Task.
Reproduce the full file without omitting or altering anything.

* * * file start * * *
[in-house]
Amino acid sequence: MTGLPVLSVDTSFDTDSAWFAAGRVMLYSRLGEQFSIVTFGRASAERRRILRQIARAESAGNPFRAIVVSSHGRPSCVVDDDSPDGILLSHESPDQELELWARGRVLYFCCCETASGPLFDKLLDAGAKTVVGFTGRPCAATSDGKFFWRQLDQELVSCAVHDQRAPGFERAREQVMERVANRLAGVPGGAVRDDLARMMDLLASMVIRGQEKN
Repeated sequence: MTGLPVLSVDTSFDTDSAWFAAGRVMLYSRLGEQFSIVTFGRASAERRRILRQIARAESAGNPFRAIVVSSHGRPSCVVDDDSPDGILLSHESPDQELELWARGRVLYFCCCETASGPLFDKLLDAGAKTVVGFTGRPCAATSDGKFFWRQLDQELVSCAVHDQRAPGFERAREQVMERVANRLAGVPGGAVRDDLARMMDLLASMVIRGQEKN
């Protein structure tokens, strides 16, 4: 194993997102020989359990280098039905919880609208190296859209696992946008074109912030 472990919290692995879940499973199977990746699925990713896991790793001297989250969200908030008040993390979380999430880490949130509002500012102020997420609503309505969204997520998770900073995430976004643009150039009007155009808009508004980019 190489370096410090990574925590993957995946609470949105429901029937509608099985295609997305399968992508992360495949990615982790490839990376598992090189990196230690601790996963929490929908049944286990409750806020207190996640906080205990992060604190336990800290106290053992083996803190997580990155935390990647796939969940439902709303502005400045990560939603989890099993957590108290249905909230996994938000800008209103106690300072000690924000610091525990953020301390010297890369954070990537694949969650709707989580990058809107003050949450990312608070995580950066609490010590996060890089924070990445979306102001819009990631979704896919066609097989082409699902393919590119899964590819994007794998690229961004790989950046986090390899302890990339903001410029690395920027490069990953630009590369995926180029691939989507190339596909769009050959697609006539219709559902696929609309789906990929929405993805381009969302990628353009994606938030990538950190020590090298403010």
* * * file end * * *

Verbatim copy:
[in-house]
Amino acid sequence: MTGLPVLSVDTSFDTDSAWFAAGRVMLYSRLGEQFSIVTFGRASAERRRILRQIARAESAGNPFRAIVVSSHGRPSCVVDDDSPDGILLSHESPDQELELWARGRVLYFCCCETASGPLFDKLLDAGAKTVVGFTGRPCAATSDGKFFWRQLDQELVSCAVHDQRAPGFERAREQVMERVANRLAGVPGGAVRDDLARMMDLLASMVIRGQEKN
Repeated sequence: MTGLPVLSVDTSFDTDSAWFAAGRVMLYSRLGEQFSIVTFGRASAERRRILRQIARAESAGNPFRAIVVSSHGRPSCVVDDDSPDGILLSHESPDQELELWARGRVLYFCCCETASGPLFDKLLDAGAKTVVGFTGRPCAATSDGKFFWRQLDQELVSCAVHDQRAPGFERAREQVMERVANRLAGVPGGAVRDDLARMMDLLASMVIRGQEKN
């Protein structure tokens, strides 16, 4: 194993997102020989359990280098039905919880609208190296859209696992946008074109912030 472990919290692995879940499973199977990746699925990713896991790793001297989250969200908030008040993390979380999430880490949130509002500012102020997420609503309505969204997520998770900073995430976004643009150039009007155009808009508004980019 190489370096410090990574925590993957995946609470949105429901029937509608099985295609997305399968992508992360495949990615982790490839990376598992090189990196230690601790996963929490929908049944286990409750806020207190996640906080205990992060604190336990800290106290053992083996803190997580990155935390990647796939969940439902709303502005400045990560939603989890099993957590108290249905909230996994938000800008209103106690300072000690924000610091525990953020301390010297890369954070990537694949969650709707989580990058809107003050949450990312608070995580950066609490010590996060890089924070990445979306102001819009990631979704896919066609097989082409699902393919590119899964590819994007794998690229961004790989950046986090390899302890990339903001410029690395920027490069990953630009590369995926180029691939989507190339596909769009050959697609006539219709559902696929609309789906990929929405993805381009969302990628353009994606938030990538950190020590090298403010």